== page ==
Role and Development of the Rhythm Section from the 1930’s to the Modern Day
—FOR PIANO – DRUMS – BASS – GUITAR – VIBES—
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The history of jazz is a century long history of individuals exchanging ideas and pushing artistic boundaries as their ears and times allowed them to. We are excited to bring you a course examining the rhythm section’s role and development in the jazz group from the big band era to 2015. Though framed in a historical perspective with a short lecture each week, this will also be a hands on course, involving playing in different styles and teaching students how to perform all the fundamentals of rhythm section work within varying styles and conceptions. The course will also extend beyond the classroom with a listening repertoire and analysis homework; critical listening is an essential skill for any musician! The fundamentals of groove, time, hookup will be examined within the framework of various rhythm sections and how they approached their supportive roles as a rhythm section, from Count Basie to Ornette Coleman to Brad Mehldau. The performing musician of today requires a firsthand knowledge of many styles and we are going to help you acquire and solidify the skills needed to navigate the artistic world of today!
Trimester 1: Role and Development of the Rhythm Section from the 1930’s to the 1950’s
The first trimester of the course will examine the advent of 4/4 swing with Count Basie in Kansas City the bebop revolution of 52nd St New York City. We will examine how rhythmic vocabulary develops through this time period, influenced by melodic phrasing, tempo and more. With the liberation of melody from typical lyrical constraints, how does the role of the rhythm section adapt itself in terms of instrument independence, virtuosity, support, and interaction? Meanwhile small groups like Ahmad Jamal and Oscar Peterson transformed the harmonic sophistication and arrangements of big band composition into a small group format.
Trimester 2: The 1960’s: Miles Davis, Coltrane and the Liberation of Musical Form
The second trimester picks up from the beginnings of modal music with Miles Davis famous quintet with Paul Chambers and Philly Joe, and the exploration of modal jazz with John Coltrane and others. A few years later, Tony Williams, Ron Carter and Herbie Hancock push the boundaries of harmony and rhythm within form itself, pushing the jazz language in a much different direction. And in contrast to bebop and hardbop, modal music is pushed to its rhythmic, harmonic, and kinetic limits with Coltrane’s mid 60’s rhythm section of Elvin Jones and Jimmy Garrison. Meanwhile, within traditional standards, Bill Evans explores the piano trio as a more contrapuntal format.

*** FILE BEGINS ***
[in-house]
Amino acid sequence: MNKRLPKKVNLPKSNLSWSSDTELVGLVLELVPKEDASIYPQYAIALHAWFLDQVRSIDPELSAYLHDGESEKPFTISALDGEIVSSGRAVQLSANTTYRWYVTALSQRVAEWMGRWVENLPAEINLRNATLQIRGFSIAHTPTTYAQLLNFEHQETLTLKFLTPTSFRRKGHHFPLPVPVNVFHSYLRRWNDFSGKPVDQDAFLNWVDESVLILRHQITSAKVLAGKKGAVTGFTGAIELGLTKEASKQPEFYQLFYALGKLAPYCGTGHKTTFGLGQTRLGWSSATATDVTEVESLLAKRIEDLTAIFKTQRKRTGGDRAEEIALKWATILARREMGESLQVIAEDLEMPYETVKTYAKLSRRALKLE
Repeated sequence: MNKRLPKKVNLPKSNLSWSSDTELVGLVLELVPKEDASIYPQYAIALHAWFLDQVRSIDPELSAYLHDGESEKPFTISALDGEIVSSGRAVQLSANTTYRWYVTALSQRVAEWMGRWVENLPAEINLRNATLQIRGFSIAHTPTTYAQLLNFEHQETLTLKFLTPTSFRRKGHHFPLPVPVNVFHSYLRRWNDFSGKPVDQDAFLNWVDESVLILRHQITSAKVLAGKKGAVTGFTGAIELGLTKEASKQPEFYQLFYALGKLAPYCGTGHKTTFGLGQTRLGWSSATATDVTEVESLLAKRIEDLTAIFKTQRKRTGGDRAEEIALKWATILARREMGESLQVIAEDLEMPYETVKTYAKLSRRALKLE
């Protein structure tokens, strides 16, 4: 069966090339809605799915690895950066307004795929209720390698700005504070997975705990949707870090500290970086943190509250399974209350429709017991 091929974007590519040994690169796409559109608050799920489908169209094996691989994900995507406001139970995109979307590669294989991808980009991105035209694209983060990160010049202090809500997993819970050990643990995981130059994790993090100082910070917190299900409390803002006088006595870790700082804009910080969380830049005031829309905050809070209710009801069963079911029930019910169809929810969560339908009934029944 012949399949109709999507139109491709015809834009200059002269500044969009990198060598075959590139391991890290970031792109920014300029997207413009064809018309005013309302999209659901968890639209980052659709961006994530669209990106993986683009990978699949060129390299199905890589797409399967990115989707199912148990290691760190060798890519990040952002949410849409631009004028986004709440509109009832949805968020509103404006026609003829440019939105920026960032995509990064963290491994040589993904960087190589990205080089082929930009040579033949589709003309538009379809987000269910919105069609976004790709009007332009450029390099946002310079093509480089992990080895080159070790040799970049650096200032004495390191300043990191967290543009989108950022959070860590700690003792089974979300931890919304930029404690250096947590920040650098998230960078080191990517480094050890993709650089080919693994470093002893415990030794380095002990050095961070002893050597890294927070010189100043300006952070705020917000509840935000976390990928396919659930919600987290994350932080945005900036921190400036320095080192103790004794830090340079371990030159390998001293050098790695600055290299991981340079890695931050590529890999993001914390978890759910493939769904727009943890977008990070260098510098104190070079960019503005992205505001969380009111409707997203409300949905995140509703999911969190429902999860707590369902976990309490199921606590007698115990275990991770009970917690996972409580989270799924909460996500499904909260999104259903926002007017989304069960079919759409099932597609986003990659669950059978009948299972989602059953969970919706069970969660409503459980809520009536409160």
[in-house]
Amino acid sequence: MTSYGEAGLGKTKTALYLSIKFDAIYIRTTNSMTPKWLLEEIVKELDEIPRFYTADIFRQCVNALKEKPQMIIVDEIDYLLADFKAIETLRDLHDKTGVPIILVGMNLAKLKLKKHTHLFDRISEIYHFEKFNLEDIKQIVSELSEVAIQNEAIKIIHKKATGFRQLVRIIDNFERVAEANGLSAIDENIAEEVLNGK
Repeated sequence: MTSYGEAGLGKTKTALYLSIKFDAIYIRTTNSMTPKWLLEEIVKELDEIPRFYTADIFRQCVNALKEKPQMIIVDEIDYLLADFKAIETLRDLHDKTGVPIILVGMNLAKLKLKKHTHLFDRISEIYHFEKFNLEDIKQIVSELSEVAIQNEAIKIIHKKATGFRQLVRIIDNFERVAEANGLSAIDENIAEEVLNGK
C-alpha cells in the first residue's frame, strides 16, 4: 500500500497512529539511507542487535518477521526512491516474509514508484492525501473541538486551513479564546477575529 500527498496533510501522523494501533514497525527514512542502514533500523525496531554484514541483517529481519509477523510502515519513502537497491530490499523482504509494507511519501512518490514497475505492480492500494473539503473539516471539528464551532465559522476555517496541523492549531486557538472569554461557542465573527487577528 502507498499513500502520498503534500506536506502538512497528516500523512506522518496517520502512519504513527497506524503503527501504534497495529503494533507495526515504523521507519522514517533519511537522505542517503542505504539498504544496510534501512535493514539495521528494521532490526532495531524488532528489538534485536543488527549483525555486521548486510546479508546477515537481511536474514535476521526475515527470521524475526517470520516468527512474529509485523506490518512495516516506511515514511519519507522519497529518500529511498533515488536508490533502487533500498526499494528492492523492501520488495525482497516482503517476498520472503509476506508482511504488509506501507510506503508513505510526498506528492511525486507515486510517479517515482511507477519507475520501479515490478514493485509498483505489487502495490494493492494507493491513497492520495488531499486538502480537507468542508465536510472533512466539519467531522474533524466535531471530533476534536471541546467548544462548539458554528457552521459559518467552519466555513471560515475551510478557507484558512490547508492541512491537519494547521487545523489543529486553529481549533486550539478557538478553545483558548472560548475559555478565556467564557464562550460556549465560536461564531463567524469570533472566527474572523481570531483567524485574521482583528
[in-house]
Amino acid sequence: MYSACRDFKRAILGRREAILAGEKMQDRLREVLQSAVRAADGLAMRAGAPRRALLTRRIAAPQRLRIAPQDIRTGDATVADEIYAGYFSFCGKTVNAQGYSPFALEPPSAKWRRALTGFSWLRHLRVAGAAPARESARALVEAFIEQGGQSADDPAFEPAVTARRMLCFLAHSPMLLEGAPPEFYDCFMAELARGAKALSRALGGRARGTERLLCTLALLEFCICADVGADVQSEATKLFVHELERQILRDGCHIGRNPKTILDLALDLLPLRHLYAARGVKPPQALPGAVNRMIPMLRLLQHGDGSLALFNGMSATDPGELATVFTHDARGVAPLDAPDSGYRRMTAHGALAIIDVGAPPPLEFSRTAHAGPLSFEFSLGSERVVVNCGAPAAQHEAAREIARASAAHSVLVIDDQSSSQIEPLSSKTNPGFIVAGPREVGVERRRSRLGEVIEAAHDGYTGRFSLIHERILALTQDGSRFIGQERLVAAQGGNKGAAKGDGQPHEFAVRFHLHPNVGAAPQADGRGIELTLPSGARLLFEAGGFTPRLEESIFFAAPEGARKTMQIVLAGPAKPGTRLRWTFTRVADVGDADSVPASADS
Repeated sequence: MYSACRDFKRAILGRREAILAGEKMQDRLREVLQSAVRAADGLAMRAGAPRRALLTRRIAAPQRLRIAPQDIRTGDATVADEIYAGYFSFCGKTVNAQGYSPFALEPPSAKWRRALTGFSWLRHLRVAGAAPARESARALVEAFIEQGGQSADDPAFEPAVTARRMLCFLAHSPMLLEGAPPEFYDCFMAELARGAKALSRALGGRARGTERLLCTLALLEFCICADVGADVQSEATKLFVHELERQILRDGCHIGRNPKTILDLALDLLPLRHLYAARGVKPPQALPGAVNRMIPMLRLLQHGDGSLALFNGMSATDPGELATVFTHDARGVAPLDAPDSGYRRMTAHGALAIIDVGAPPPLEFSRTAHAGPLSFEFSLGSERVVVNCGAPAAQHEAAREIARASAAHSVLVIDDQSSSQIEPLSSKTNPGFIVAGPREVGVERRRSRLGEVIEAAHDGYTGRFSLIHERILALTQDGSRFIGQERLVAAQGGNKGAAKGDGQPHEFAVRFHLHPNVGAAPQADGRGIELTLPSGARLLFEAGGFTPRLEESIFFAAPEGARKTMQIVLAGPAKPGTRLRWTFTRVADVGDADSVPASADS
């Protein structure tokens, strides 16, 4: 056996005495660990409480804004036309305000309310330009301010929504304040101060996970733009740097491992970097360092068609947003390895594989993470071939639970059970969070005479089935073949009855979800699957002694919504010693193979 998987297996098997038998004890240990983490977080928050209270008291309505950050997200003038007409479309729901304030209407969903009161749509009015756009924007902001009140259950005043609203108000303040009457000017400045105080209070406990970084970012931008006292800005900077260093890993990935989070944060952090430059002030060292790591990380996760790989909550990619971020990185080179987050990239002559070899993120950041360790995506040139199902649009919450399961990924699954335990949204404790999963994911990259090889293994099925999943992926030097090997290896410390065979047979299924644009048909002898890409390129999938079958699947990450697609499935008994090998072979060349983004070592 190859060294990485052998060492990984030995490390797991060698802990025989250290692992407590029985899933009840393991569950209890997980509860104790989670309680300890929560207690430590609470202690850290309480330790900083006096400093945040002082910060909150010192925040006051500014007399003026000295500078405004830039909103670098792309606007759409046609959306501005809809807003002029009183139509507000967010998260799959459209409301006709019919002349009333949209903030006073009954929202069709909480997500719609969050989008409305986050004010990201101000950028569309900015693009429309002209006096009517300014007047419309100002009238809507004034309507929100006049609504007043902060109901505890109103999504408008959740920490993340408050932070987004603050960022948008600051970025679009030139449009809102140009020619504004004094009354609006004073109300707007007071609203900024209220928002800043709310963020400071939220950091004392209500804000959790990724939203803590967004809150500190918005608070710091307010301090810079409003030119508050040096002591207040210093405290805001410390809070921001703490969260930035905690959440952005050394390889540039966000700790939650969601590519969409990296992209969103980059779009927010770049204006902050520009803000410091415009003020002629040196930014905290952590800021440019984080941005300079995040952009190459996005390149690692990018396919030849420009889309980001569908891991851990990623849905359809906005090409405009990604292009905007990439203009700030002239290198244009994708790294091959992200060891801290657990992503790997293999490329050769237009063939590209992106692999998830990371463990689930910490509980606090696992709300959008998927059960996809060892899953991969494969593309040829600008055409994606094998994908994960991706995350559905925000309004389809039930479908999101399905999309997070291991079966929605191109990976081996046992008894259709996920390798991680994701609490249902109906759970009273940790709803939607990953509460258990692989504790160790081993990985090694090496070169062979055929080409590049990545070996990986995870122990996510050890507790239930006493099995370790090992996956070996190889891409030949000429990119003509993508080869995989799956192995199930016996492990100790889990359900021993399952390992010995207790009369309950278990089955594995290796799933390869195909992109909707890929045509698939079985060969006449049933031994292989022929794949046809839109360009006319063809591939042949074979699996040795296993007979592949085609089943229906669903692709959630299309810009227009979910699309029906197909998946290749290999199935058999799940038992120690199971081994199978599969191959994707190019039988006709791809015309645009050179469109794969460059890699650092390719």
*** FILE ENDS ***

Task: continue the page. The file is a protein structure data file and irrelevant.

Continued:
Trimester 3: Ornette to the present: Free Jazz, Fusion, World Music and more
Ornette Coleman’s groups of the 60’s start as a departure point for us, as form becomes determined by melody itself and the rhythm section continues to transform itself with new textural ideas of energy, density, kinetics, as opposed to strict timekeeping. Keith Jarrett helps to mold the “ECM” sound and aesthetic, drawing from the freedom of Ornette Coleman and Paul Bley and a focus on lyricism and breath. The world music scene explodes, creating as many styles as there are artists. Rock, Bossa Nova, Balkan influences, Indian music, and more add to the fusion development of the 70’s, not to mention the rhythmic explorations of contemporary artists like Steve Coleman and Vijay Ayer. On the swing front, modern pianists like Mulgrew Miller and Kenny Kirkland maintain their deep jazz roots while still pushing the boundaries of harmony and technical virtuosity. As a contrasting example, Brad Mehldau incorporates a contrapuntal and classical sensibility to the trio aesthetic, while also drawing upon contemporary music of bands like Radiohead and Bjork.
About the Faculty
Vito Lesczak- Jazz drummer, Vito Lesczak, has been part of the international jazz scene for more than 20 years and is one of the foremost working jazz drummers in New York City today. Since moving there in 1992, Lesczak has appeared on over 70 records and his performances can be charted from Jazz at Lincoln Center to the Blue Note. He is recognized for his ability to seamlessly transition from standards to highly modern arrangements. His technique flawless, Lesczak’s drum solos have been categorized as “creative and with brushing to knock your socks off” by many critics. Lesczak has had the opportunity to perform and record with many jazz greats including Art Farmer, Clark Terry, Frank Wess, Ernie Wilkins, Steve Grossman, Mark Murphy, Jay Clayton, Don Braden, Bucky Pizzarelli, Gene Bertoncini, Bob Cranshaw, Eric Alexander, Larry Goldings, Keith Ganz , Kate McGarry, and Eric Comstock, Barbara Fasano, John Proulx, Sean Smith, Bill Charlap, Brad Leali. Read More
Thomson Kneeland– Acoustic bassist and composer Thomson Kneeland has established himself as a formidable sideman and leader since moving to New York City in 2003. He quickly found himself working with such established musicians as Ted Rosenthal, Kenny Werner, Billy Drummond, Lynne Arriale, Paul Bollenback, Peter Leitch, Jed Levy, and many others, as well as leading his own groups. Kneeland has established himself as an in demand bassist with a rock solid swing feel and a unique virtuousic and rhythmic voice; but while delving deep into the jazz history, Kneeland also brings a variety of musical interests to the table from classical counterpoint and 20th century chamber music, to Indian Karnatic music, Indonesian gamelan, Balkan folk music, electronica, heavy metal, and more. Kneeland has released 5 albums as a leader, most recently “Mazurka for a Modern Man” and “The Voice of Silence”, featuring a quintet of his peers making their mark on the NYC scene. Read More